Poole Grammar School, Gravel Hill, Poole, Dorset, BH17 9JU | Tel: 01202 692132 | Email: pgsoffice@poolegrammar.com
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Psychology

Intent: What do we learn?

Over the two years, you will develop an appreciation of the psychological and biological processes that explain human behaviour and how we can examine those behaviours scientifically. 

You will learn how to explain human behaviour using the main approaches within psychology. These approaches will cover biological and psychological approaches. Biological approaches focus on genetics and neural processes, both brain structure and brain chemistry. Psychological approaches involve understanding how you process and store knowledge and experiences, as well as understanding how your environment and early experiences can explain your present behaviour.

There are three papers covering the following topics:

Year 12 you will study:

  • Memory: how memory works i.e. why we remember and why we forget
  • Attachment: Importance of early relationships and their influence on adult behaviour.
  • Approaches: theories in psychology.
  • Psychopathology: causes and treatment of mental disorders.
  • Social: why people obey/conform to others and independent behaviour.
  • Research Methods: designing investigations including some statistical interpretation.

Year 13 you will study:

  • Biopsychology: examines the structure of the brain, split brain research, recovery from brain trauma and the sleep-wake cycle
  • Relationships: How they are formed, maintained and breakdown.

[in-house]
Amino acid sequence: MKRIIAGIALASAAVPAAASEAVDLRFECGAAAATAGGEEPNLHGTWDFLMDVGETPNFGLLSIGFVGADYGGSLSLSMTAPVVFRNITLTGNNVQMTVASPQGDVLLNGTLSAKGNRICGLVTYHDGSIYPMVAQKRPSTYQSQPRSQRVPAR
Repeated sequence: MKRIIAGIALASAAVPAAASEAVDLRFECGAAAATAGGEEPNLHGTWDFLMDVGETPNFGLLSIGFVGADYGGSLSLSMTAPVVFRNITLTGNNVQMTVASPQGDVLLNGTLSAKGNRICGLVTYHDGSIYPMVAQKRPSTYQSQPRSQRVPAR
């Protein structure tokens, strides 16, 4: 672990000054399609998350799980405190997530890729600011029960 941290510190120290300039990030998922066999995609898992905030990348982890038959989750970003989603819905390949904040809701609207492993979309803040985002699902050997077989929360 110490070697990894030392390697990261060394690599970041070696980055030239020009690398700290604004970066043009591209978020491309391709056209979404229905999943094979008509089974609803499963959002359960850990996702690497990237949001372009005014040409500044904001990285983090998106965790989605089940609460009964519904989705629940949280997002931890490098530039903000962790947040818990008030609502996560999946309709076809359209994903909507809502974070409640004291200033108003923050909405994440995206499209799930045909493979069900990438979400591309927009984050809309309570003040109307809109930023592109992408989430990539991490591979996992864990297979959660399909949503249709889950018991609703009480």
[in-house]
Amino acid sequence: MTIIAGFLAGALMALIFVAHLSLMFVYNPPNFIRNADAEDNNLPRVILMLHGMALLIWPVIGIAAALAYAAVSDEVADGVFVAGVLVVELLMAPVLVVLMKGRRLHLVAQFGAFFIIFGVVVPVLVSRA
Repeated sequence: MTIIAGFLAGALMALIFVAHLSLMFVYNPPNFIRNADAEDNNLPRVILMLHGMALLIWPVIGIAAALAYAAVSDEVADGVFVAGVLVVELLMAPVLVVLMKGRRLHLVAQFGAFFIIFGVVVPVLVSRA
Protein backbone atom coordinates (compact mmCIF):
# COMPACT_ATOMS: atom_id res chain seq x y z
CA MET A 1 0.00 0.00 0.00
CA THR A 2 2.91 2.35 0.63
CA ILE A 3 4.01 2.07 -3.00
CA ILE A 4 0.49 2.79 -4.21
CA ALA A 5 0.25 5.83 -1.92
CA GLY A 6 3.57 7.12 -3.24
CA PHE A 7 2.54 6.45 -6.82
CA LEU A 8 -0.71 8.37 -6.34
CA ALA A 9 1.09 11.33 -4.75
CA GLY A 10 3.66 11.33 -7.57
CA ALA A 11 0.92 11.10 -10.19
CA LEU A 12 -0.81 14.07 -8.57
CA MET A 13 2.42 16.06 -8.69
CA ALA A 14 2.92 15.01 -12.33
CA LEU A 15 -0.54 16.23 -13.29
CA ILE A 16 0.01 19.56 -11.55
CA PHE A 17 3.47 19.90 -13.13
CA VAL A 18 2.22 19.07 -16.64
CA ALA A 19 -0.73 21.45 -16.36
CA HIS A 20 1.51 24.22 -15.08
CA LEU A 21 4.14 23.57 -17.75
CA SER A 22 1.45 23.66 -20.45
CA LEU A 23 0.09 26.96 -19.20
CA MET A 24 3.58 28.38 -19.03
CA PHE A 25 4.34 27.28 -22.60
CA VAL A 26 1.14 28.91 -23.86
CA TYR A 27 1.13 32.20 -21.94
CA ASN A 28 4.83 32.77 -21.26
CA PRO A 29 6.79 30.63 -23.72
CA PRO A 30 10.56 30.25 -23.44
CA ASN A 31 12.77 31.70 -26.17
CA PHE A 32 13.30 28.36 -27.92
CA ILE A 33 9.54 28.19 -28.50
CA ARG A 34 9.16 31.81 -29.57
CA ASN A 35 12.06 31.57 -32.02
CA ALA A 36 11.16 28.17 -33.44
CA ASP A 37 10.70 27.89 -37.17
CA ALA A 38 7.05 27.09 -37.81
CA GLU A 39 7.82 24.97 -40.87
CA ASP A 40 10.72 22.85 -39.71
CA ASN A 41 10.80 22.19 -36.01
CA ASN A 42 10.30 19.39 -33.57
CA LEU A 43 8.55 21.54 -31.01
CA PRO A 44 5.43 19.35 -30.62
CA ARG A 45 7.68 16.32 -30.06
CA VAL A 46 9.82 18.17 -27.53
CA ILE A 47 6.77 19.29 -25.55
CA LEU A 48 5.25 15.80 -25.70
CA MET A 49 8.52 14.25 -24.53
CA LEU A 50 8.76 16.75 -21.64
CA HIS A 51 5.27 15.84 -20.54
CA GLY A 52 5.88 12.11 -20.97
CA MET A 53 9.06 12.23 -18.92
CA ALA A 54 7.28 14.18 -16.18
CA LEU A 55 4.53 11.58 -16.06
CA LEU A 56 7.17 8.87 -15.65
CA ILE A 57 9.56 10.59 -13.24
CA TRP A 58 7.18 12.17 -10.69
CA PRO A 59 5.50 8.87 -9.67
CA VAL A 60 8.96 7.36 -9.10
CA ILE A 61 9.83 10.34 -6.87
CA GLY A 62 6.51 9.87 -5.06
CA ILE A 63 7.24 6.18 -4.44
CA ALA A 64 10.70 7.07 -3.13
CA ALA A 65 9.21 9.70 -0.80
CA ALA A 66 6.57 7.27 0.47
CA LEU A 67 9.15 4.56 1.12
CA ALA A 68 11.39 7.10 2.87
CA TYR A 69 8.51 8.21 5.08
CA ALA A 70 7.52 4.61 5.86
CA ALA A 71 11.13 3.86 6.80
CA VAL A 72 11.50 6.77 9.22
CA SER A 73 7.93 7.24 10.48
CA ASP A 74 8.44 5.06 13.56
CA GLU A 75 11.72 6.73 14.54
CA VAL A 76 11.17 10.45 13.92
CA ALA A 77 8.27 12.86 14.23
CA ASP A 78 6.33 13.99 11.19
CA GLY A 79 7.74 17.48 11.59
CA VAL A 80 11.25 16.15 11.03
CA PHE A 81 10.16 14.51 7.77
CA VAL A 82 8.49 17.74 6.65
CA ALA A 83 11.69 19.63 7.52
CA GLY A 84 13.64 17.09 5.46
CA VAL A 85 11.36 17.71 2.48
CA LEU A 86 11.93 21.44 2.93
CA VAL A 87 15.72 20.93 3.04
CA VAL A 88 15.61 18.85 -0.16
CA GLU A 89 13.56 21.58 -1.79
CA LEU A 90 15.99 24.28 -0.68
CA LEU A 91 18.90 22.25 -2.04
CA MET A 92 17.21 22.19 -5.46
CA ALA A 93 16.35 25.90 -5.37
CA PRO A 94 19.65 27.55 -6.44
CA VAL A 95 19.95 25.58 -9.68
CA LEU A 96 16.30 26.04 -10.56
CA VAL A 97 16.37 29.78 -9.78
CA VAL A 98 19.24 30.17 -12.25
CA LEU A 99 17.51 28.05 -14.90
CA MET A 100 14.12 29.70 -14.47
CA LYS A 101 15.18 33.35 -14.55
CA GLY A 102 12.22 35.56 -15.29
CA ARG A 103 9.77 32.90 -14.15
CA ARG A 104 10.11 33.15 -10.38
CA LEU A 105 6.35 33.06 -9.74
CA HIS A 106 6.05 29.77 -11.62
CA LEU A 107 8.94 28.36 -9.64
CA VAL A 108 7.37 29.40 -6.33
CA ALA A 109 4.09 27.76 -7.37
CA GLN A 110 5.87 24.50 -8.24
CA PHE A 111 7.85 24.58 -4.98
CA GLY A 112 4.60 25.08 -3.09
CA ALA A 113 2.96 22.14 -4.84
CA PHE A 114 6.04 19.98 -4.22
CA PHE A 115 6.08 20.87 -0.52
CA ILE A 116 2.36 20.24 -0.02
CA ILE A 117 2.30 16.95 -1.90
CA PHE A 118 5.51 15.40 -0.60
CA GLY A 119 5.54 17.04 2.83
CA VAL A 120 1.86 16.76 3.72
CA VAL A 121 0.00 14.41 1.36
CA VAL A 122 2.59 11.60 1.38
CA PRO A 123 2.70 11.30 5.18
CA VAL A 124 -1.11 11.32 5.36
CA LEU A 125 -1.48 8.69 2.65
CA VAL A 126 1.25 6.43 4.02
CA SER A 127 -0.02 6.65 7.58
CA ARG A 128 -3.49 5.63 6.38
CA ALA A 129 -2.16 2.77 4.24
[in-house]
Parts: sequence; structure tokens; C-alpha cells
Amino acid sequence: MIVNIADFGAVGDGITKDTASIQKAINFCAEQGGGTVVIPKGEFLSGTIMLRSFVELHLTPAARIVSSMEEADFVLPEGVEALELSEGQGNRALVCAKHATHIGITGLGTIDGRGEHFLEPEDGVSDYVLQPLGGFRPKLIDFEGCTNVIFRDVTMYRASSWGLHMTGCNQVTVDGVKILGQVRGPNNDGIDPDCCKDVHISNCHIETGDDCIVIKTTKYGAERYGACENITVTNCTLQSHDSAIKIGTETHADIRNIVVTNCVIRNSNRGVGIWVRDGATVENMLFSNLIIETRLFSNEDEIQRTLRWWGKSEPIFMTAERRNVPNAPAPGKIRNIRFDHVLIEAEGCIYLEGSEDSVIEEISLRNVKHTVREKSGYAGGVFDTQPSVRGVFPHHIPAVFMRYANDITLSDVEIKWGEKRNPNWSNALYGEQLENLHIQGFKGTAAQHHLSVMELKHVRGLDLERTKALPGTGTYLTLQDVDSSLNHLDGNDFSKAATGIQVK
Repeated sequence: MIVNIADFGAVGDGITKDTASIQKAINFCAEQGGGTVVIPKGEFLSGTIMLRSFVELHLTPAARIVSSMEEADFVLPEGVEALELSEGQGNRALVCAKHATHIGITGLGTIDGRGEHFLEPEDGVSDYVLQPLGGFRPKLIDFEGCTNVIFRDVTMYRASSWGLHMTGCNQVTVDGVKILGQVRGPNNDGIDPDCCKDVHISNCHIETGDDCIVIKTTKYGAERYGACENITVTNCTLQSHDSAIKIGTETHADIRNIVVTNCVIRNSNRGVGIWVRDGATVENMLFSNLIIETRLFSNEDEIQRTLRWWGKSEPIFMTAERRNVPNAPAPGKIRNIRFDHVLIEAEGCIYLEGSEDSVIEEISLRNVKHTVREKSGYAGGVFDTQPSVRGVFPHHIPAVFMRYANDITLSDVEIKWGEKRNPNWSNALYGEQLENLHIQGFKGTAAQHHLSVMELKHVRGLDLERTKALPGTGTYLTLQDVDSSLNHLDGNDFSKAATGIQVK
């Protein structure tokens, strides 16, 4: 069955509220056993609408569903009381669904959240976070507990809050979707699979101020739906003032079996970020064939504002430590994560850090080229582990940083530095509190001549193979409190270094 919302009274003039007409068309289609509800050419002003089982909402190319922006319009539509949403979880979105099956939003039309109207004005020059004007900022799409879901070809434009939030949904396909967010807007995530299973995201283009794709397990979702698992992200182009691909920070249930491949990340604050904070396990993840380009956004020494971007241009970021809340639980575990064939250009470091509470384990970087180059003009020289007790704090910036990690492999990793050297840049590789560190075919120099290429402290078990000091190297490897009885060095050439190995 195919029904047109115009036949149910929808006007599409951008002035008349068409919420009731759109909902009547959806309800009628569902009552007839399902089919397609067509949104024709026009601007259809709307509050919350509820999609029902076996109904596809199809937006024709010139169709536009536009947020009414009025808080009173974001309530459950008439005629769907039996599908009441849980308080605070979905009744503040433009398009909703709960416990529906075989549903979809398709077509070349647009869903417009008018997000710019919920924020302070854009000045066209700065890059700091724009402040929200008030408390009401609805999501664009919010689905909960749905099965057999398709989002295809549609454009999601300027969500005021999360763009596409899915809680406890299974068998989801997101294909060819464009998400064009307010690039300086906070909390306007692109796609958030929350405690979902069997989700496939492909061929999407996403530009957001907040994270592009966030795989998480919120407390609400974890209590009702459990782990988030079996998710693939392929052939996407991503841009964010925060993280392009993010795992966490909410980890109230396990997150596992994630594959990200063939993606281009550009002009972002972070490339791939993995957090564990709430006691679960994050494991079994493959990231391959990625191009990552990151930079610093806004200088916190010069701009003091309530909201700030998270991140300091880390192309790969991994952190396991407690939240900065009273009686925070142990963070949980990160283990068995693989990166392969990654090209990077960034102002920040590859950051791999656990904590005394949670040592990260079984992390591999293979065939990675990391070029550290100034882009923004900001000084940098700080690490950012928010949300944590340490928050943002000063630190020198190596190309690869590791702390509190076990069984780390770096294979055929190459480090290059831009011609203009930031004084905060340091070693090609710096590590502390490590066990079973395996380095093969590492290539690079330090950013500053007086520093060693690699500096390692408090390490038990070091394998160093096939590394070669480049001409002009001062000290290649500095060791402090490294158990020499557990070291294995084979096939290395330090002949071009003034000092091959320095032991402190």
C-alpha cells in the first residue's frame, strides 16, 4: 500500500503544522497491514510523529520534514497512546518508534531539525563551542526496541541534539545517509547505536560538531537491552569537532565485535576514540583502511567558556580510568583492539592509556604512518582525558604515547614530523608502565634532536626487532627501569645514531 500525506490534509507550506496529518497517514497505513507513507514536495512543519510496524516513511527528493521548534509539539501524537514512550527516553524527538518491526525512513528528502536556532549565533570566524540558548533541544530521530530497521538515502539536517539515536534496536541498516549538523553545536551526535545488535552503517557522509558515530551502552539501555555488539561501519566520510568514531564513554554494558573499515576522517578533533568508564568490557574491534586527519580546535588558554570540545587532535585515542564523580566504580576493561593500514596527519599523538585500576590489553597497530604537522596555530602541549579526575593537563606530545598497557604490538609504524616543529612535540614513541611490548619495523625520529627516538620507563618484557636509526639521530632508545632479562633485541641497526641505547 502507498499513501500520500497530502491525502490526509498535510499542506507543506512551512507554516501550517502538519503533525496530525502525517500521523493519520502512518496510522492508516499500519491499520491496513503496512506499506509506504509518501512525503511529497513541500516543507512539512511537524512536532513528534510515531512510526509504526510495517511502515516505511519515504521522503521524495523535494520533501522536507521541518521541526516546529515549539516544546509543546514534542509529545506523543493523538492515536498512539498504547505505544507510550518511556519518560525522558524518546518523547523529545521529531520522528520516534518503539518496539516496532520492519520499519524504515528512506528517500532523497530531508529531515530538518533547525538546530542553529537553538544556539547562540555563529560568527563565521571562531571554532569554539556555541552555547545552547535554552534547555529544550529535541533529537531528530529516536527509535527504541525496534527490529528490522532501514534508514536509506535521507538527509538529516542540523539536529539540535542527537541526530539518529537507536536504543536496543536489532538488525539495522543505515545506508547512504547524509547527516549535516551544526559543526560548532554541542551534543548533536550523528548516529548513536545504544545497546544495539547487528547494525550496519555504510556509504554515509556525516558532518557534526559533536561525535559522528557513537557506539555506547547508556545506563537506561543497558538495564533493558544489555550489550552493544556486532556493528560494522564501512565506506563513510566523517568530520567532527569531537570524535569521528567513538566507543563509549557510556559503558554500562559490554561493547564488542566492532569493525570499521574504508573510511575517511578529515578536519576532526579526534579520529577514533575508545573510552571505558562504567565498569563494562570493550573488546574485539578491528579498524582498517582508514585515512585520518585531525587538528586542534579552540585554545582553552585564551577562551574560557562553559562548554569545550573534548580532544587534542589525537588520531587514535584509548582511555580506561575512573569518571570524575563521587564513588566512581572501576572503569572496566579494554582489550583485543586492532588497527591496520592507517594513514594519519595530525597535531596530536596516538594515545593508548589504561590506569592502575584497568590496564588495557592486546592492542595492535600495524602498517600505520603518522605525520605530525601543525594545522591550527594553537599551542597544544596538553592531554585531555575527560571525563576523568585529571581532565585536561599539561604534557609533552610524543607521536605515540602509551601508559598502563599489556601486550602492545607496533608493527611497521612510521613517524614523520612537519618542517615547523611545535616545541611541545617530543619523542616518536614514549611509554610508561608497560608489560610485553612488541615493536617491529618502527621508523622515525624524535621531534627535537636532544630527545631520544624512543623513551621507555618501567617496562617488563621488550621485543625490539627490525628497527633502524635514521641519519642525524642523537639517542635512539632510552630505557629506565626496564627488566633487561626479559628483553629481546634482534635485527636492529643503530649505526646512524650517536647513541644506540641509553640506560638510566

• Stress: sources of stress and how we can manage stress
  • Aggression: causes of aggression
  • Issues and Debates: bias within psychology and debates surrounding its approach to examining behaviour

Implementation: How do we learn it?

The focus is on active learning. The activities that you will experience are designed to engage you with the both the requirements of the specification and to ignite your interest. Examples of how you will learn include the designing of psychological investigations, case studies on crime, class debates, whiteboard activities, presentations and essay writing challenges, analysing film, art and music.

Booklets are available to help you with the content of the course and will be colour coded to help you write effectively. Many tasks are undertaking in small groups.

Students will be required to analyse scientifically the human mind and behaviour.  They will be required to show evidence of various explanations and research. An appreciation of the scientific method and good written skills are key to success. Because of the level and type of work involved in the ‘Stress and Biopsychology’ modules, students must have a level 6 in GCSE Biology.  There is also an emphasis on extended writing; therefore, a level 6 in English Language GCSE is required.

Impact: How do we know we have been successful?

Assessment materials will be provided and are available on the Moodle. Past exam papers, informal and formal assessments within class will help you assess how you are progressing.  

Methods of assessment

  • Three exam papers each of 2 hours duration. No course work.

Discussion and written work are central to the course.  In all areas the content will emphasise applied psychology – materials will have a clear emphasis on real-life, contemporary issues.

Guidance and support? Lunchtime sessions are available for extra support. In addition, course materials and activities are designed to help you with the skill requirements for the exam, but staff within the department are always willingly to make themselves available at lunch times to provide additional help if required.

Extracurricular

Over the past few years, speakers have visited the school to talk about areas related to the course. For example, Dr K. Burnell gave a talk on post-traumatic stress disorder, and other speakers have covered such issues as stress, anxiety and occupational psychology. Former Poole Grammar students have also been invited back to discuss their experiences of studying psychology at degree level. In the past few years, the department has developed a link with St Anne’s hospital, culminating in two visits. Presently arrangements are underway for mental health professionals to visit the school to discuss their experiences within the area of mental health.